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How Price Optimization Solves a Host of Retail Challenges

Increasingly sophisticated technology is making grocery operations more effective
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In some cases, rather than an altogether new approach to a business function, technologies that have been around for a while are becoming increasingly effective doing what they’ve always done, thanks to the application of artificial intelligence (AI), machine learning and related advances that are making them more effective in operation. Grocers may be well served reviewing how, for example, pricing technology has evolved. In a pandemic-related development, the current bout of inflation roiling markets certainly encourages some action on pricing.

Inflation is fundamentally a pricing challenge,” asserts Matt Pavich, senior director of retail innovation at Austin, Texas-based Revionics, an Aptos company. “Pricing is the answer to inflation.”

In fact, pricing is a way to solve a host of retail challenges ranging from competition to image, given that other elements of a retail business, from store portfolio to merchandising, can’t be frequently adjusted. Increasingly sophisticated tools offer an even more effective way of addressing multiple business challenges.

“Price optimization is a good way to address challenges quickly, efficiently and effectively, if you’re using the right analytics,” counsels Pavich.

Yet pricing can be a tough tool to use because of its inherent complexity. What’s inelastic today may be more malleable in a month as seasonal and situational circumstances change. Subsequently, solutions that once were state of the art may be antiquated, and those relying on them may become less competitive versus rivals employing more sophisticated solutions. The sophistication today is, in large part, driven by AI.

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Price optimization
Effective price optimization requires ongoing evaluation and prioritization to ensure efficient execution at the shelf level.

Revionics has been developing capacities including AI, and has been advancing its approach to pricing even through the last period of inflationary creep in relation to the Great Recession.

According to Pavich, AI aids in advancing price optimization by continually re-evaluating procedures based on actual developments and making connections across categories in ways that would be hard to do without the technology. Although it might not otherwise be apparent, AI can work when a pricing action that might sell more cheese will lower hot dog sales, for example. When a lot of relationships that might be difficult or impossible for traditional systems to reveal get compiled and analyzed, pricing can become a more effective tool.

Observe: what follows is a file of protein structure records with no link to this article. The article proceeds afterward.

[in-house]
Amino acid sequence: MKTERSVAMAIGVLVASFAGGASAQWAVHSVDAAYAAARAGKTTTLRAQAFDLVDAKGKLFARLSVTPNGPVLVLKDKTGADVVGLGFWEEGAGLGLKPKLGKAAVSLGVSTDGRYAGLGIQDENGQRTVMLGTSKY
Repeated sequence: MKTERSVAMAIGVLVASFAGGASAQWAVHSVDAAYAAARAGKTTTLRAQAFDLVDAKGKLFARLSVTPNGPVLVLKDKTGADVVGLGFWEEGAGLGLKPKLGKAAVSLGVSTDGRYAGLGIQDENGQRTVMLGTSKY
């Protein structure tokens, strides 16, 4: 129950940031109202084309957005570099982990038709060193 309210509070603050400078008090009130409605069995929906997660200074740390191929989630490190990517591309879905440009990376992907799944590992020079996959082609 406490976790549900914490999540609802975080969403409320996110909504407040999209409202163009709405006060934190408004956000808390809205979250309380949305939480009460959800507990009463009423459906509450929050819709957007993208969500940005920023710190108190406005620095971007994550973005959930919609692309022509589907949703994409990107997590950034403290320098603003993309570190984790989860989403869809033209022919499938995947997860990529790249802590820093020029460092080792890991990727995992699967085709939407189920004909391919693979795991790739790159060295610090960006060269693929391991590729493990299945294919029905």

Pavich points out that such sophistication can be critical for grocers, since a food retailer offering 20,000 SKUs can have 1 million individual items in the store at any time. As such, price optimization at its best can drive the investment that’s sitting on store shelves more effectively, in part by helping grocers set priorities about how to handle the investment residing in the store aisle.

Yet beyond that, price optimization allows for more effective forecasting, which can have multiple benefits, according to Pavich. Retailers can run scenarios that take into account various pricing structures as applied to different expected occasions and circumstances, and even some that might be extraordinary, such as what might occur if a post-pandemic supply chain becomes clogged. Forecasting not only makes the grocery operation more effective, but it can also enhance and improve relationships with vendors that can work with the retailer on pricing adjustments based on a deeper understanding and effective forecasting, which can improve the supplier’s efficiency.

“It lets both find a common ground, and you can find it’s a win/win for the retailer and the vendor,” notes Pavich.

Sophisticated price optimization also can help retailers deal with another circumstance that challenges them today: labor. Price changes have to be made on the sales floor; however, if a grocer makes a price move but doesn’t have the labor in store to execute it, the entire initiative can go haywire. AI has helped create a level of proficiency that allows grocers to accommodate labor realities, in part by prioritizing price moves so the most important are executed first, and so on down the line, as labor permits.

Price optimization can also help brick-and-mortar stores, or those that primarily sell from physical locations, compete with online operators. Pricing in the e-commerce world is based on sophisticated algorithms that continually update what consumers pay for goods, optimizing prices in something like real time with the aid of functionalities like AI. As such, greater sophistication applied in the real world can make physical stores more effective in competing with digital, and can even suggest solutions to strategic considerations in omnichannel operations.

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